Palestinians throw stones toward Israeli troops during clashes in the village of Kafr Qaddum near the West Bank city of Nablus on December 21, 2012.
The Israeli government calls them Areas A, B, and C of “Judea and Samaria.” To the rest of the world, the areas are known as Palestine, a nation that has state observer status in the United Nations and is a full member of the UN Educational, Scientific, and Cultural Organization (UNESCO) and the Arab League.
No other country in the world recognizes the existence of “Judea and Samaria” but 142 nations recognize the independence and statehood of Palestine.
Area C of the West Bank of Palestine is under full Israeli political and military control and there are plans underway to annex Area C to Israel. The Israeli military has security control over Area B, largely Palestinian rural land and in danger of being gobbled up by Israeli annexation if the expansionist Israel Home Party, Yisrael Beiteinu, and the right-wing of Likud have their way. Area A is under the control of the Palestinian Authority and includes its administrative headquarters city of Ramallah and other Palestinian population centers.
When one looks at a map of the Israeli area boundaries in the West Bank one can only be reminded of the patchwork quilt of majority African “Bantustans” created by apartheid South Africa. In fact, what the Benjamin Netanyahu government has offered to Palestine in the way of independence is for an unarmed and defenseless entity to exist as an unequal part of a greater Israeli zone of influence with Area C being exchanged for Israel’s recognition of Palestine’s faux “independence.” Netanyahu has referred to the co-principality of Andorra as a template for Palestine. Andorra’s actual heads of state are a Spanish Catholic bishop and the French president. Andorra’s actual independence from Spain and France is highly debatable, even though the country is a member of the UN and Council of Europe.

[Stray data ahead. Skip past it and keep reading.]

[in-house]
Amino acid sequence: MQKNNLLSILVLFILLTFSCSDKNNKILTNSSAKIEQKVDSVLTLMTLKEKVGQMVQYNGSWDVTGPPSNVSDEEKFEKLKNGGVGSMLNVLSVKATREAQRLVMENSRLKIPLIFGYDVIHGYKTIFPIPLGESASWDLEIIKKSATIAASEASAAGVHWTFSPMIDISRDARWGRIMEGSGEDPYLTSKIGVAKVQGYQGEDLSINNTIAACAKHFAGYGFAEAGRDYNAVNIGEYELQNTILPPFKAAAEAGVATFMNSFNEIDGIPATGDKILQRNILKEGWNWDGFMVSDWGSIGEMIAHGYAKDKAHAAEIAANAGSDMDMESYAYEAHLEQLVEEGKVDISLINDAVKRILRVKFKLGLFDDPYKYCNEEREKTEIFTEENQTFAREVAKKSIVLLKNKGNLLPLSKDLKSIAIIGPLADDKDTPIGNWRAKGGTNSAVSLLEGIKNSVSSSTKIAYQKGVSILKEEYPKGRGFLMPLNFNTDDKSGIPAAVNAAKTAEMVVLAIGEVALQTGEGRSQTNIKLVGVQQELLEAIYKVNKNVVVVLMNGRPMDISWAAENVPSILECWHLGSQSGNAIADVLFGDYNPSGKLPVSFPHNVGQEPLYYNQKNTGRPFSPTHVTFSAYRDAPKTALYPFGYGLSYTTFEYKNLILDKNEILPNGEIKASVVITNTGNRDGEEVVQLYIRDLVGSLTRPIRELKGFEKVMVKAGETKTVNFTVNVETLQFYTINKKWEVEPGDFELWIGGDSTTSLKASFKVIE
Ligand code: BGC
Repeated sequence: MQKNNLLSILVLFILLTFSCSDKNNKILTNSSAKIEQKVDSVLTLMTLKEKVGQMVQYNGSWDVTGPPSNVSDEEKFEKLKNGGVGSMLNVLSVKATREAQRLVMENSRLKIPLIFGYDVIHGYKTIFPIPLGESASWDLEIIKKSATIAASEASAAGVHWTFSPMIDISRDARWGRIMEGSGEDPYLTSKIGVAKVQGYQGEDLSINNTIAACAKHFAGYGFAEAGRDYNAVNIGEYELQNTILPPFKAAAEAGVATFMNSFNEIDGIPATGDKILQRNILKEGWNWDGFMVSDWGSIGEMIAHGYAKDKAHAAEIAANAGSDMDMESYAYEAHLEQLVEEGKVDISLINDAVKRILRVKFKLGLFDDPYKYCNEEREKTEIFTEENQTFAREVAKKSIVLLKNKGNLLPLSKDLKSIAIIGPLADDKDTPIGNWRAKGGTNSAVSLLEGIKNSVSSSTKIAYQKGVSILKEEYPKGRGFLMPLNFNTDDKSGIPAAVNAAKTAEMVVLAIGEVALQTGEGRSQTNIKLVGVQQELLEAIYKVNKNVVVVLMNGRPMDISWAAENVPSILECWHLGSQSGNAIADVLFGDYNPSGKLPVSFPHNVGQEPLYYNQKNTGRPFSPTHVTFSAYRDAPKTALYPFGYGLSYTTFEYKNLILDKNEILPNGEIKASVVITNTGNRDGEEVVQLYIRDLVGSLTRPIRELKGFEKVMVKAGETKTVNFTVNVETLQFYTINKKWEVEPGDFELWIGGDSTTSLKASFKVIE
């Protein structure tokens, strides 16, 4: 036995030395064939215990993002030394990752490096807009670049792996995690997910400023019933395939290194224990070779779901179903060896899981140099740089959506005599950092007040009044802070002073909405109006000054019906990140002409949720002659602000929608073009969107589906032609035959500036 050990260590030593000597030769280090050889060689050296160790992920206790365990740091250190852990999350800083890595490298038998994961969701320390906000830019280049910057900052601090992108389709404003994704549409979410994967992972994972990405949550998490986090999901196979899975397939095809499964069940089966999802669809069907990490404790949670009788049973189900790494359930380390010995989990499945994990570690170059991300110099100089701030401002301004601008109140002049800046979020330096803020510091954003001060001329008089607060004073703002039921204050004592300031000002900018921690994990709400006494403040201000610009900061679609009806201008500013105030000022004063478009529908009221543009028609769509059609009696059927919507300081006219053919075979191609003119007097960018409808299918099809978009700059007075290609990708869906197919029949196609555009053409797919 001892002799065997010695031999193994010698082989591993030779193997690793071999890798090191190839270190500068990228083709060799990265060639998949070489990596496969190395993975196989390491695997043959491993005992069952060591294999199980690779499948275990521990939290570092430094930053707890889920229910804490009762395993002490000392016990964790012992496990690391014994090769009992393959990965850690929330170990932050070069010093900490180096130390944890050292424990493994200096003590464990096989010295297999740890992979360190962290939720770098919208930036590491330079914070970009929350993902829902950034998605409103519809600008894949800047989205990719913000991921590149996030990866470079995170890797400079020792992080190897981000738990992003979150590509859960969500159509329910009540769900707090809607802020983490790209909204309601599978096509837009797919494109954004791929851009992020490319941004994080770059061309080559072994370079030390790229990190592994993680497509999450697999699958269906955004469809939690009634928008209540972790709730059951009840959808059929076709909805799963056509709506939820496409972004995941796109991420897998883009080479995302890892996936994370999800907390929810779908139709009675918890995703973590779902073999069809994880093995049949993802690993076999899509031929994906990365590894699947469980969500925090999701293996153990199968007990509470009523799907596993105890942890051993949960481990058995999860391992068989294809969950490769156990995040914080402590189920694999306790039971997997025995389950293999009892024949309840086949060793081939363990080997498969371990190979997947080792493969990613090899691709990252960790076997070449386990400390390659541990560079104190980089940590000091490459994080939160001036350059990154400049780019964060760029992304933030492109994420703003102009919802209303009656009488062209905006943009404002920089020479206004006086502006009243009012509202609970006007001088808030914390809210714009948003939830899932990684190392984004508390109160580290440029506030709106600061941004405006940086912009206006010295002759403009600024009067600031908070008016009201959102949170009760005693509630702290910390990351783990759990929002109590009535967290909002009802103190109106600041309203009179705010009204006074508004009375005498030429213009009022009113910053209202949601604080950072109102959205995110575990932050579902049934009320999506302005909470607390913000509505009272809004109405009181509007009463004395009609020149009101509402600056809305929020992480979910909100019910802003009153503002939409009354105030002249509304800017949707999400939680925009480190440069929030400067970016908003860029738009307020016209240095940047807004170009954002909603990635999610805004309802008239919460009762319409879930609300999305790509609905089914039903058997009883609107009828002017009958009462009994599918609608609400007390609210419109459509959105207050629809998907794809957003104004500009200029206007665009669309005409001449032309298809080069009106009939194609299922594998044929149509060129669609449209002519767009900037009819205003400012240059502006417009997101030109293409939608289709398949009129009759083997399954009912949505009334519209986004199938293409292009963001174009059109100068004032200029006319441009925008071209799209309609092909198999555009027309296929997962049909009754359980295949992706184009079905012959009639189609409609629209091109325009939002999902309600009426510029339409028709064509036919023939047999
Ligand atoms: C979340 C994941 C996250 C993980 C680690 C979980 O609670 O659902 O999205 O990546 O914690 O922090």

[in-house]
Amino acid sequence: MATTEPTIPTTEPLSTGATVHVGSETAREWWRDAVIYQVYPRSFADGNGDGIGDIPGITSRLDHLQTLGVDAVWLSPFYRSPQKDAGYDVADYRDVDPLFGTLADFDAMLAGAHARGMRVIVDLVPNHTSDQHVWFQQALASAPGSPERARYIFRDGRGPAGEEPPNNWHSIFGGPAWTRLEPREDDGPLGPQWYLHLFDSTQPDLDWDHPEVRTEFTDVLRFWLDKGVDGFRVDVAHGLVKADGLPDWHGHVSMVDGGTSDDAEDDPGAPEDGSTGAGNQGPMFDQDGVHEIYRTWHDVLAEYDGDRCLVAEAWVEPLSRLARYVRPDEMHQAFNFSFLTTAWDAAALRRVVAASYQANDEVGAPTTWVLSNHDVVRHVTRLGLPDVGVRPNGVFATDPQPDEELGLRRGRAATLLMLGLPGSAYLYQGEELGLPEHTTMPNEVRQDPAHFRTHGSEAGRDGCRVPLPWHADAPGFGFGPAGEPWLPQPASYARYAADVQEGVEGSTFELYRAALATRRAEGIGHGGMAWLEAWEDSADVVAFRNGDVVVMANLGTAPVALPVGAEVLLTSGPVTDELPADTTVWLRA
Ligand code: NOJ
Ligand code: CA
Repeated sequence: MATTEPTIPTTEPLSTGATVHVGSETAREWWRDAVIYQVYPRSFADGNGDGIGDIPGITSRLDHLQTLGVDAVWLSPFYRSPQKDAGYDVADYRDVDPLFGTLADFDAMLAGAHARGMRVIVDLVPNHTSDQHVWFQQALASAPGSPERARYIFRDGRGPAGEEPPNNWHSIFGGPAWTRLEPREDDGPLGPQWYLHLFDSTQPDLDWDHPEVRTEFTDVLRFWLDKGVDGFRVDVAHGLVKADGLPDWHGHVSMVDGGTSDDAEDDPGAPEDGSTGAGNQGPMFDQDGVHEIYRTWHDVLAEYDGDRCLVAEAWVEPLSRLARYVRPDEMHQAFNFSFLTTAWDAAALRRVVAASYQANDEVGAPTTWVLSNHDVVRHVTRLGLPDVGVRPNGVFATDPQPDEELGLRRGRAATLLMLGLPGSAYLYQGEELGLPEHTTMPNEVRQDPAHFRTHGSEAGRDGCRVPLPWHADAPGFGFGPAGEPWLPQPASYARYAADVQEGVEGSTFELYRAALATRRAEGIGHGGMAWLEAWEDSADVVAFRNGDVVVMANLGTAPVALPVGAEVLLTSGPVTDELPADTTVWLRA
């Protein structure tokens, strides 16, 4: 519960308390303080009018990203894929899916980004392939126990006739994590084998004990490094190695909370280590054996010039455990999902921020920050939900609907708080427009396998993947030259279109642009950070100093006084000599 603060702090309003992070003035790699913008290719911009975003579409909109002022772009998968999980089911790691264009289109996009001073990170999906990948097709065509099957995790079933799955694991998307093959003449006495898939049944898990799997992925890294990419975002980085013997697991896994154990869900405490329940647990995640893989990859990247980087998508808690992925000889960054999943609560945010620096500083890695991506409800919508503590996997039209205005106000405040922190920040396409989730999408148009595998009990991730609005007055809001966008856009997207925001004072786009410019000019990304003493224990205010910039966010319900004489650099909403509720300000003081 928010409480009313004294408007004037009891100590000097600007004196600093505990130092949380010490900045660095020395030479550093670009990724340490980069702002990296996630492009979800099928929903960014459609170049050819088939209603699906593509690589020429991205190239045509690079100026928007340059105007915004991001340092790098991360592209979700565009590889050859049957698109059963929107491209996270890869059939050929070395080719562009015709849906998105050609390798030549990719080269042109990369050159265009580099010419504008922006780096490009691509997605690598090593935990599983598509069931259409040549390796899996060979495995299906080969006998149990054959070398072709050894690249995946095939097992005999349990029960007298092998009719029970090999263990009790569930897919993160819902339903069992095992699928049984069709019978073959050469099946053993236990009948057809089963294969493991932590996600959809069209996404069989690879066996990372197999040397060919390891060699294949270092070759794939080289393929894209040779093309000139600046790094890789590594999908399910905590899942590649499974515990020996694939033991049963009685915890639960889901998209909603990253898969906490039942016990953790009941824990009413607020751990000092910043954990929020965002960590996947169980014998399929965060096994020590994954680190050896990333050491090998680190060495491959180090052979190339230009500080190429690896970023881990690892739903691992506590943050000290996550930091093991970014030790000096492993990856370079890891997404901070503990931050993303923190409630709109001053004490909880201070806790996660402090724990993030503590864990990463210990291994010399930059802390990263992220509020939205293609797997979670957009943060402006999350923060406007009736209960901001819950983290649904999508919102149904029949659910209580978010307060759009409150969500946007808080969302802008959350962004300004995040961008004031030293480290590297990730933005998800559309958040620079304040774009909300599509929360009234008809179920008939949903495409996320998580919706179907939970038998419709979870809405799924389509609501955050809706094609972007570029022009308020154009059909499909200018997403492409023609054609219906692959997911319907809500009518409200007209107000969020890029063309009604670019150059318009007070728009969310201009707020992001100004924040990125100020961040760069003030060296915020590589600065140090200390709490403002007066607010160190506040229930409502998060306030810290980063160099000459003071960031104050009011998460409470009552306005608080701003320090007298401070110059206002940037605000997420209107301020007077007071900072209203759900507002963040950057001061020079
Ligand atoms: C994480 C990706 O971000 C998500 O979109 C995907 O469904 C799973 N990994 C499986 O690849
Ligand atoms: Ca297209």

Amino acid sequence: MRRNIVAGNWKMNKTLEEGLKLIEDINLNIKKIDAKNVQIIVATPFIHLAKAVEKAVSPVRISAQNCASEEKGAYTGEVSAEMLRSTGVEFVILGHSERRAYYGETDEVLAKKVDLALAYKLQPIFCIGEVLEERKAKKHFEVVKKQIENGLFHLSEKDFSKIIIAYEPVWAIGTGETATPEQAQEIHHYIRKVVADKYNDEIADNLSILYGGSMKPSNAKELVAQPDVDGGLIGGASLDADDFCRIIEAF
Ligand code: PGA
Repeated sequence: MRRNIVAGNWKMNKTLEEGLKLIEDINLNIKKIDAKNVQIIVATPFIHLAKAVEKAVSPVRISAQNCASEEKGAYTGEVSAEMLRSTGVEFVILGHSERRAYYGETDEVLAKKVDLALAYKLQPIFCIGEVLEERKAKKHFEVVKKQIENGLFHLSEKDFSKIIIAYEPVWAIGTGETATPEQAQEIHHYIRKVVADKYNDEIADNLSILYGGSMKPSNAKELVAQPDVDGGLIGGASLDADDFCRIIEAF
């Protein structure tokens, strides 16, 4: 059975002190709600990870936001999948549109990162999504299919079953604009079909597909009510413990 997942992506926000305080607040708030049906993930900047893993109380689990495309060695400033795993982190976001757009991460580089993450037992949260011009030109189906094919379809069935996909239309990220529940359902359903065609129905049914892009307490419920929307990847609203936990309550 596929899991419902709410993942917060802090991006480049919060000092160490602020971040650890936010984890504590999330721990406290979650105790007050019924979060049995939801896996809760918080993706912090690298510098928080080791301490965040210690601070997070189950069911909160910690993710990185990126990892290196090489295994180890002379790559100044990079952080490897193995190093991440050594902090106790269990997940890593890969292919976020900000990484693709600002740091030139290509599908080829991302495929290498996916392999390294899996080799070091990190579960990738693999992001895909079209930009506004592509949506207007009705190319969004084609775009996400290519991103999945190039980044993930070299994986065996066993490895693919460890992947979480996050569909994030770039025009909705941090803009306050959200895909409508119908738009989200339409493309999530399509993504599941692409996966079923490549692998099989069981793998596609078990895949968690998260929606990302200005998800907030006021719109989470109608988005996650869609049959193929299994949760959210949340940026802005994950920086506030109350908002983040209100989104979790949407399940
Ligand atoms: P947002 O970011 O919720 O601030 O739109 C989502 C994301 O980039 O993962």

Such contrivances as planned by Israel for Palestine have been seen before in Bantustans with the names of Transkei, Ciskei, Venda, and Bophuthatswana.
And in what should be taught to every African student, Israel was not only a major supporter of apartheid South Africa but it had close trade and security relations with the Bantustans because it saw them as a model for future “Arabstans” in the occupied Palestinian territories. These “Arabstans” now exist in the Gaza Strip and Areas A, B, and C of the West Bank.
Close Israeli-South African relations were capped off by a visit from South African Prime Minister B. J. Vorster to Israel in April 1976, the first by a South African head of government. Israel and South Africa jointly manufactured military hardware and weapons and electronic and signals intelligence systems as a way to bypass UN sanctions imposed on the apartheid state. And the two countries, with the assistance of Taiwan, jointly produced nuclear weapons and the fissionable U-235 uranium isotope, testing an atomic bomb in the South Atlantic near the Prince Edward Islands on September 22, 1979.
Although South Africa’s self-proclaimed Bantustans were only recognized by South Africa, Israel maintained de facto relations with the four entities. Transkei, Ciskei, and Bophuthatswana maintained trade missions in Tel Aviv staffed by Israelis. In fact, these Israelis were using passports from the “republics,” as well as other diplomatic contrivances, to support the illegal side of Mossad and international Jewish lobbying and Israeli influence-peddling operations worldwide.